Blue Jays manager Charlie Montoyo hopes the disappointment of watching the visiting team celebrate a playoff berth at the Rogers Centre wasn’t lost on his young players.
The Tampa Bay Rays’ 6-2 victory against Toronto, coupled with the Washington Nationals’ 8-2 win over the visiting Cleveland Indians, clinched an American League wild-card spot for the Rays on Friday.
“There are two things that happened this year I hope will happen here,” Montoyo said, referring to the Blue Jays watching the Boston Red Sox receive their 2018 World Series rings at Fenway Park on April 9, and the Rays celebration.
“The players by seeing it, I hope they’re thinking, ‘that’s going to be us.’ When we played in Boston, we saw the ring ceremony and now guys clinching here. You know how sweet that is. They’re watching that, and I know we’re going to get there.”
It was the first post-season berth since 2013 for the Rays, an organization Montoyo worked with for 22 seasons before he was named manager of the Blue Jays 11 months ago.
Montoyo coached many of the Rays players as the organization’s minor-league manager and as a bench coach for three years from 2016-18. He also was pleased to see his friends general manager Erik Neander and manager Kevin Cash achieve the success they have this season.
“Of course, for Kevin Cash,” said Montoyo, when asked who is he was happy for in the opposing dugout. “He’s my friend. I know how tough his job is. He’s grinding it out and good for him.”
Cash is a former Blue Jays catcher. He signed with the Blue Jays as an undrafted free agent and spent parts of three seasons (2002-04) in Toronto as primarily a backup and defensive replacement.
“This organization has created a very winning culture, and there’s been a little bit of a drought,” Cash said after the champagne celebration. “We get to hang another banner, we want to hang some more. Really happy to be a part of it.”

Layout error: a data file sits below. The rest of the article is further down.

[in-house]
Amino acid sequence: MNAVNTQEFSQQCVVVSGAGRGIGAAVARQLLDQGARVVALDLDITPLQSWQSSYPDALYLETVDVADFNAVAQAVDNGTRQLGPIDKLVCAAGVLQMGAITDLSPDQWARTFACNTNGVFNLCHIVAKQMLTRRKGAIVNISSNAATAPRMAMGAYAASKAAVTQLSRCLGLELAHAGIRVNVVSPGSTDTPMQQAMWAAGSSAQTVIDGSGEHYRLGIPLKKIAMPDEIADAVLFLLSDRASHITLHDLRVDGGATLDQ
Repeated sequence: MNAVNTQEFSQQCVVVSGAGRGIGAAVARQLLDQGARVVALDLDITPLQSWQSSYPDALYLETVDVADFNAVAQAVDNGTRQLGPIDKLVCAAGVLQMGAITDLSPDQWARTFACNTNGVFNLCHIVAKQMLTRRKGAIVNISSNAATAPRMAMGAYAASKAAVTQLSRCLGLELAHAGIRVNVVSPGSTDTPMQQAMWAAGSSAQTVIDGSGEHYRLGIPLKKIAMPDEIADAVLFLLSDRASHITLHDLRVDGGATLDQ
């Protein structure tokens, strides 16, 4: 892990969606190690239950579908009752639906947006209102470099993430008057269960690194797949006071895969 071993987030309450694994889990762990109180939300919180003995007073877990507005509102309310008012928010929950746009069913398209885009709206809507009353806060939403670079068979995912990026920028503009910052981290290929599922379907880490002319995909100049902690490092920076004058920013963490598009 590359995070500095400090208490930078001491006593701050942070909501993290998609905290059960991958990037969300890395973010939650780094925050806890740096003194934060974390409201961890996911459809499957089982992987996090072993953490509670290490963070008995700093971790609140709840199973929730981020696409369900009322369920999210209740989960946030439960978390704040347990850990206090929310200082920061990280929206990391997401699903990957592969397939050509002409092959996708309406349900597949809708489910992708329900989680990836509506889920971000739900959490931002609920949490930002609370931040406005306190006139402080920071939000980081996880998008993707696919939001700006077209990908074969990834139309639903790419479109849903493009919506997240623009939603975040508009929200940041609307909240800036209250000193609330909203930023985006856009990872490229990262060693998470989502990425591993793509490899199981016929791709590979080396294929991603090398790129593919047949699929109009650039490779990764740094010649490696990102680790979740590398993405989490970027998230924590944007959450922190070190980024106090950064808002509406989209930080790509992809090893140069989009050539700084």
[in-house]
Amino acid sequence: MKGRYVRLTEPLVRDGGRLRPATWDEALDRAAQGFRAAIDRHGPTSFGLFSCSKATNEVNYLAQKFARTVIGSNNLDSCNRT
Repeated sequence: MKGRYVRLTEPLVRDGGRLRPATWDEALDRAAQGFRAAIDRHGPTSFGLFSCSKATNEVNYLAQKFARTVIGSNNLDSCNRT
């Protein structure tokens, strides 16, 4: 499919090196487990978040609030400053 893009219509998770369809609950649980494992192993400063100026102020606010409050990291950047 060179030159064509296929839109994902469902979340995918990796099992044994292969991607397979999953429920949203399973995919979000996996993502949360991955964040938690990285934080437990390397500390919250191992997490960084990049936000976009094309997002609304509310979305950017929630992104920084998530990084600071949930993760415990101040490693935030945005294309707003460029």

Blue Jays second baseman Cavan Biggio watched from the home dugout as the Rays danced in celebration behind the pitcher’s mound.
“Just watching them celebrate on the field — it sucks to watch — but a team like that with that calibre of talent to be able to grind out in this type of division, good for them,” Biggio said. “It was cool to watch.
“But that’s something we want to be doing in a couple of years.”
Montoyo remarked the key to the Rays success had been excellent pitching and defence this year, and starter Tyler Glasnow fit the bill on Friday.
Coming off a lengthy stint on the injured list with a right forearm strain, he continued to make progress in his comeback bid with 4 1/3 innings of a hitless outing. It was his fourth start since his injury. He struck out four and retired the final eight batters he faced in his 66-pitch outing.
Tommy Pham put the Rays in front 2-0 with his 21st homer. Joey Wendle led off the third inning with a single to right field. Pham then crushed the first pitch from Toronto starter T.J. Zeuch (1-2) over the Blue Jays bullpen in left field.
The Rays increased their lead to 3-0 in the fourth inning. Nate Lowe led off with a walk and advanced to second on Avisail Garcia’s slow ground-ball out to third base. Willy Adames cashed in Lowe with a single to centre field.
Zeuch lasted five innings and was responsible for three runs and four hits.
The Blue Jays didn’t get a hit until Glasnow left the game. Outfielder Teoscar Hernandez greeted Tampa Bay reliever Colin Poche with a one-out double down the left-field line.
The Blue Jays finally busted out for a couple of runs in the seventh inning thanks to Hernandez’s two-run shot to right field with McGuire aboard. The homer was Hernandez’s 24th in 2019.
Austin Meadows added another run with a solo blast, his 33rd, to lead off the ninth.